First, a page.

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The tense hostage scene and the threat of incineration in the rousing finale of Euripides’ Orestes depend upon two interconnected literary traditions of hostage scenes: one from tragedy, and the other, perhaps more surprisingly, from comedy. I will trace the development of hostage scenes in both Euripides and Aristophanes, arguing for a literary rivalry between the two dramatists, with Euripides responding to and appropriating Aristophanes’ parodies of the hostage scene in Euripides’ Telephus in his Acharnians and Thesmophoriazusae.

Scholars have long noticed connections between Orestes and earlier tragedy. Zeitlin has famously described Orestes as a ‘palimpsest’ with a tightly interwoven set of intertextual allusions to tragedy and epic, and Wright notes Euripides’ self-referential tendencies in the Orestes. My analysis of the tragic tradition of hostage scenes is in line with these scholars’ arguments, as Euripides’ previous hostage scenes from Telephus and Andromache (309-463) resonate with the scene in his later play Orestes in character and plot. Orestes is the baby held hostage in Telephus, the savior of Hermione in Andromache, and the hostage-taker in Orestes. Menelaus is a bystander in Telephus, the hostage-taker in Andromache, and the grieved father of the hostage in Orestes. Euripides reworks his own plots and mythologies in a way that is not only open to these tragic precedents but also provides opportunities to draw upon comedy.

Euripides purposefully reacts to Aristophanic comedy by incorporating elements found in Aristophanes’ parodies into the Orestes. Aristophanes parodied the Telephus hostage scene twice, and as Platter argues, the later Thesmophoriazusae must be read against both Euripides’ play and Aristophanes’ earlier parody in Acharnians. This is true, but more attention must be paid to what is different about the parody in Thesmophoriazusae, and I submit that it is the addition of the incineration plot to the hostage scene. Aristophanes begins the Telephus parody with the same material covered in the Acharnians – the intruder pleading a rhetorical defense speech (467-519), the chorus frantically searching for the intruder (663-687), and the intruder abducting the baby (688-717).

Suddenly, Aristophanes displays his invention of incineration, marked by a bit of standard Euripidean metatheatrical coding. As Torrance has shown, Euripides constantly uses the word metabolÄ“ ‘change, reversal’ to mark a new direction the plot has taken (Bacchae 1266-7, Iphigenia in Aulis 500 and 1101, Trojan Women 615, Heracles 735, etc.). I would add that at Thesmophoriazusae 724 Aristophanes uses the related verb metaballō ‘change, reverse’ to mark his new addition of threatening to incinerate the hostage. The chorus metatheatrically remarks at 724-5, “Your luck has quickly changed (metaballō) to the bad, and heads in another direction,” and the women threaten to torch the Kinsman. The Kinsman replies at Thesmophoriazusae 730 - hyphapte kai kataithe ‘light me up and incinerate me!’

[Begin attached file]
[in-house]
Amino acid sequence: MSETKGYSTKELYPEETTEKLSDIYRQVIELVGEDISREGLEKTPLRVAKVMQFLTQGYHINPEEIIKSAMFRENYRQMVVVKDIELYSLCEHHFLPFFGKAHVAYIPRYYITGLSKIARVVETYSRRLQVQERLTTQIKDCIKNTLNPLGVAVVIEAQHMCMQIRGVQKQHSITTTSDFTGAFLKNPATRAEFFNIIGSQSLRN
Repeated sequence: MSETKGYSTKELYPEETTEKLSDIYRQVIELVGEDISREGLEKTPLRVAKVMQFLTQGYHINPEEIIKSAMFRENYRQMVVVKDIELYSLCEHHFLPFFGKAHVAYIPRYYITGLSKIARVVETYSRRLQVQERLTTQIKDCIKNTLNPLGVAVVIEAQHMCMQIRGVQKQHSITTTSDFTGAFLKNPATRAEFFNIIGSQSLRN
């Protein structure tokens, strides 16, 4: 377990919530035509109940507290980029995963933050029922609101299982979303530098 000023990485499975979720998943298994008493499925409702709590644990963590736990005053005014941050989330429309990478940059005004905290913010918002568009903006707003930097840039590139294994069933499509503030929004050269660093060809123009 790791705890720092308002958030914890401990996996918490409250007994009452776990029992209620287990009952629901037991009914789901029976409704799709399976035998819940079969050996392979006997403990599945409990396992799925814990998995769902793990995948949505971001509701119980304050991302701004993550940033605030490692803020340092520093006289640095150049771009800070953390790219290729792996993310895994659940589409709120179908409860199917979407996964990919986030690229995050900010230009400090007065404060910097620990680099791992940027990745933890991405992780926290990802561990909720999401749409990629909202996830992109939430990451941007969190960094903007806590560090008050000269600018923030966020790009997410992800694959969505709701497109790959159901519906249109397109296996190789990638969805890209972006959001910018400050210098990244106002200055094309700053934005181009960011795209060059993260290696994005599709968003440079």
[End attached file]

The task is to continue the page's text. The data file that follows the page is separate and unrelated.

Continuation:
This rare set of words is linked only one other time in extant Greek literature, at Orestes 1618 and 1620, when Orestes commands Electra to light the house on fire (hyphapte) and Pylades to incinerate the battlements (kataithe) using the same imperatives as in Aristophanes. In contrast with the conflagration that destroys the Thinkery at the end of Clouds, both Thesmophoriazusae and Orestes tease the audience with an unfulfilled expectation, much like Helen’s ‘death’ in Orestes or the ‘baby’ in Thesmophoriazusae. The uncommon verbal parallel and the novel connection of an incineration plot to a hostage plot demonstrate that Euripides implemented an Aristophanic development from the Thesmophoriazusae in his Orestes. The best term for this is paracomedy, following Scharffenberger, since just as Aristophanes could appropriate elements from tragedy through paratragedy, so could Euripides appropriate elements from comedy through paracomedy. The escalation of the plots from Telephus to Acharnians to Thesmophoriazusae to Orestes is in line with recent theorizing about rivalry, as in van Wees. Orestes is not only a palimpsest, but also a signpost marking the literary competition between two dramatists in different genres.